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Should I apply to SCIT?

  1. Jan 7, 2014 #1
    Should I apply to Southern California Institute of Technology (SCIT)? If you attended that school, can you tell me how difficult it is to get into that school? I know that students have to take the entrance exam to get into that school for admission in verbal and math, but what level of math is it? I'm in Calculus, will I pass the entrance exam? Do they require letters of recommendations from my teachers? Can students apply for application fee waivers? Also, how can you fill out the application? Through commonapp or is there a specific website?
     
  2. jcsd
  3. Jan 7, 2014 #2
    Unless you are talking about California Institute of Technology then dont do it.

    SCIT is a for profit school ala ITT Tech and Wyotech which gives you a degree with less marketability than a community college AA.
     
  4. Jan 8, 2014 #3
    I'm not talking about Cal-Tech because that college is way too competitive for me. So if I were to go SCIT, I can't find a job after I graduate from there, is that what you were saying?
     
  5. Jan 8, 2014 #4
    You can probably find a job now without any degree. You want a specific kind of job though right? If what jesse73 says is true (that its like ITT) then I wouldnt bother either. Just go to your local community college.
     
  6. Jan 8, 2014 #5

    Student100

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    What degree/trade program were you planning on enrolling in?

    The fees aren't exorbitant. As long as you realize this is a trade school, and that’s what you want to do— go for it.

    Just some random info from their EET degree: https://www.scitech.edu/programs/electrical-engineering-bachelors-degree, seems like a fair tuition cost to me, and it would help you land a technician job easier.
     
  7. Jan 8, 2014 #6
    Its not going to be worth it. There are similar programs at CCs which aren't looking to profit so much from you.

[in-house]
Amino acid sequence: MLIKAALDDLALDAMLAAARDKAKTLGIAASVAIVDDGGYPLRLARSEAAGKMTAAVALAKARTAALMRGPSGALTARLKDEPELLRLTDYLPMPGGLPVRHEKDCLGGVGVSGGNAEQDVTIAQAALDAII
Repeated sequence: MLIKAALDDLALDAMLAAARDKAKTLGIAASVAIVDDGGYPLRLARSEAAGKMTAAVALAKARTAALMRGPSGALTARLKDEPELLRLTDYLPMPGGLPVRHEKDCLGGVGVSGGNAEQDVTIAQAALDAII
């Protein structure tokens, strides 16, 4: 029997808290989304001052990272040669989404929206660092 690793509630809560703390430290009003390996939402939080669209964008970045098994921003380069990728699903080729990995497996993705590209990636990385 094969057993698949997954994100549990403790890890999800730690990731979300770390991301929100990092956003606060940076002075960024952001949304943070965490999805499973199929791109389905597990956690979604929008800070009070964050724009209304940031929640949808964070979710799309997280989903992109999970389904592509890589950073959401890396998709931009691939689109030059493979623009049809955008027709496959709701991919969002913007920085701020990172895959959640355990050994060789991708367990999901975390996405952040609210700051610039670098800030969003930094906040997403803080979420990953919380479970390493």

8. Jan 8, 2014 #7

    Student100

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    Last time I checked you couldn't get a B.S. EET degree from CC's. Maybe I'm wrong.
     
  9. Jan 8, 2014 #8
    What community colleges would you suggest me to apply? I've only applied to Pasadena City College. I live in California.
     
  10. Jan 8, 2014 #9
    My goal is to get Bachelor's degree in electrical engineering as soon as possible.
     
  11. Jan 8, 2014 #10

    Student100

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    What do you want to do in electrical engineering?

    The college you listed is not advisable than, since it grants EET degrees.

    CCC system is great because they are set up to help you transfer to either the UC or CSU systems. You want to check the accreditation, transfer programs, and speak to someone at any of the CC's you plan on applying to.

    I would recommend transferring to one of the UC system schools for engineering. At CC you will be doing all your math/physics/science prereq's and some GE like English. It's unlikely you will do any engineering at all. Once you transfer you'll be admitted into pre-major or major status and actually start your engineering education.

    Don’t expect it to be fast though, if you require any remedial courses in math or English you should expect to be at CC for around three years before transferring.

    Assist.org will help you see your pre-major requirements and what courses are articulated between your CC and the UC of your choice.

    Edit: Say you were going to PCC and you wanted to transfer to UCSD for electrical engineering, here is the assist.org recommended major prep: